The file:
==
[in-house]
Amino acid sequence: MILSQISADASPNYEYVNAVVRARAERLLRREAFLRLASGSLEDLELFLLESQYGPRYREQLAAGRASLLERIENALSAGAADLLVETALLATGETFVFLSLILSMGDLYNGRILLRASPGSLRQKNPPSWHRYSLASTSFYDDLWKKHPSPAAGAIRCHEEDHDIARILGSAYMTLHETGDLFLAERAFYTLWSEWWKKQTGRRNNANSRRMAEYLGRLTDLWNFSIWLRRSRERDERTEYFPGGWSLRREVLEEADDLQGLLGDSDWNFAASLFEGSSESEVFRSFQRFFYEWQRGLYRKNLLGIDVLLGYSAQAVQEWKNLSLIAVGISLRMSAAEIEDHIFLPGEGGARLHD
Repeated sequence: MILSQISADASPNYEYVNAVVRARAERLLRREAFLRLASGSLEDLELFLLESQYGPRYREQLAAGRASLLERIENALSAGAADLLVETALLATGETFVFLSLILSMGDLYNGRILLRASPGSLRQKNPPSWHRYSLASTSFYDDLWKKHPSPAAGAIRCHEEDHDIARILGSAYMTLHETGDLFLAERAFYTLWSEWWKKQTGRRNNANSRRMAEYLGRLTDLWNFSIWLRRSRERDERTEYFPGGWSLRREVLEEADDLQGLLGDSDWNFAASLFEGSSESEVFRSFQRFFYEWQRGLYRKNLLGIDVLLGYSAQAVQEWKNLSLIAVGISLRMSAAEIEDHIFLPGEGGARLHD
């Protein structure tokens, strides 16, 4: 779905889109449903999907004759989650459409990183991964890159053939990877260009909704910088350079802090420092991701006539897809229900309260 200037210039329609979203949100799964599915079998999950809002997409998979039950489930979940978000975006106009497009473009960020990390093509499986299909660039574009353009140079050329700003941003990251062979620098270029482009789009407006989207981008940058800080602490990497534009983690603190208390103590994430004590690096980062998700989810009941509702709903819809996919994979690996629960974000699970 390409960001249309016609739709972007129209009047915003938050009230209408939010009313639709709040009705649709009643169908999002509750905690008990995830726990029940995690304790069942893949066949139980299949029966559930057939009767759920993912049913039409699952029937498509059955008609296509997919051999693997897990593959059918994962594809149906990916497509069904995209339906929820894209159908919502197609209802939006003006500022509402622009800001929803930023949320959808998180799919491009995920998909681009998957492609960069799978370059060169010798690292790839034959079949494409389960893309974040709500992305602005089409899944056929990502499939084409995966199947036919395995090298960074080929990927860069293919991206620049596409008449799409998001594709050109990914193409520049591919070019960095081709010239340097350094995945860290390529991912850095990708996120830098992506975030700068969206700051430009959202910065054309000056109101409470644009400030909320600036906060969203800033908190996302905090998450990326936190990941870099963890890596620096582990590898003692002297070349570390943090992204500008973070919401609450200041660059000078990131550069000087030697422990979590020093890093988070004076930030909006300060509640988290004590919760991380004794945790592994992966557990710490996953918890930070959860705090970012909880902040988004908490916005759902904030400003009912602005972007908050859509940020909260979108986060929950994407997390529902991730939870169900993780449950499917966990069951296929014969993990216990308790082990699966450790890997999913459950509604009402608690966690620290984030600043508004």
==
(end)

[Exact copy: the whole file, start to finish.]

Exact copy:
[in-house]
Amino acid sequence: MILSQISADASPNYEYVNAVVRARAERLLRREAFLRLASGSLEDLELFLLESQYGPRYREQLAAGRASLLERIENALSAGAADLLVETALLATGETFVFLSLILSMGDLYNGRILLRASPGSLRQKNPPSWHRYSLASTSFYDDLWKKHPSPAAGAIRCHEEDHDIARILGSAYMTLHETGDLFLAERAFYTLWSEWWKKQTGRRNNANSRRMAEYLGRLTDLWNFSIWLRRSRERDERTEYFPGGWSLRREVLEEADDLQGLLGDSDWNFAASLFEGSSESEVFRSFQRFFYEWQRGLYRKNLLGIDVLLGYSAQAVQEWKNLSLIAVGISLRMSAAEIEDHIFLPGEGGARLHD
Repeated sequence: MILSQISADASPNYEYVNAVVRARAERLLRREAFLRLASGSLEDLELFLLESQYGPRYREQLAAGRASLLERIENALSAGAADLLVETALLATGETFVFLSLILSMGDLYNGRILLRASPGSLRQKNPPSWHRYSLASTSFYDDLWKKHPSPAAGAIRCHEEDHDIARILGSAYMTLHETGDLFLAERAFYTLWSEWWKKQTGRRNNANSRRMAEYLGRLTDLWNFSIWLRRSRERDERTEYFPGGWSLRREVLEEADDLQGLLGDSDWNFAASLFEGSSESEVFRSFQRFFYEWQRGLYRKNLLGIDVLLGYSAQAVQEWKNLSLIAVGISLRMSAAEIEDHIFLPGEGGARLHD
């Protein structure tokens, strides 16, 4: 779905889109449903999907004759989650459409990183991964890159053939990877260009909704910088350079802090420092991701006539897809229900309260 200037210039329609979203949100799964599915079998999950809002997409998979039950489930979940978000975006106009497009473009960020990390093509499986299909660039574009353009140079050329700003941003990251062979620098270029482009789009407006989207981008940058800080602490990497534009983690603190208390103590994430004590690096980062998700989810009941509702709903819809996919994979690996629960974000699970 390409960001249309016609739709972007129209009047915003938050009230209408939010009313639709709040009705649709009643169908999002509750905690008990995830726990029940995690304790069942893949066949139980299949029966559930057939009767759920993912049913039409699952029937498509059955008609296509997919051999693997897990593959059918994962594809149906990916497509069904995209339906929820894209159908919502197609209802939006003006500022509402622009800001929803930023949320959808998180799919491009995920998909681009998957492609960069799978370059060169010798690292790839034959079949494409389960893309974040709500992305602005089409899944056929990502499939084409995966199947036919395995090298960074080929990927860069293919991206620049596409008449799409998001594709050109990914193409520049591919070019960095081709010239340097350094995945860290390529991912850095990708996120830098992506975030700068969206700051430009959202910065054309000056109101409470644009400030909320600036906060969203800033908190996302905090998450990326936190990941870099963890890596620096582990590898003692002297070349570390943090992204500008973070919401609450200041660059000078990131550069000087030697422990979590020093890093988070004076930030909006300060509640988290004590919760991380004794945790592994992966557990710490996953918890930070959860705090970012909880902040988004908490916005759902904030400003009912602005972007908050859509940020909260979108986060929950994407997390529902991730939870169900993780449950499917966990069951296929014969993990216990308790082990699966450790890997999913459950509604009402608690966690620290984030600043508004």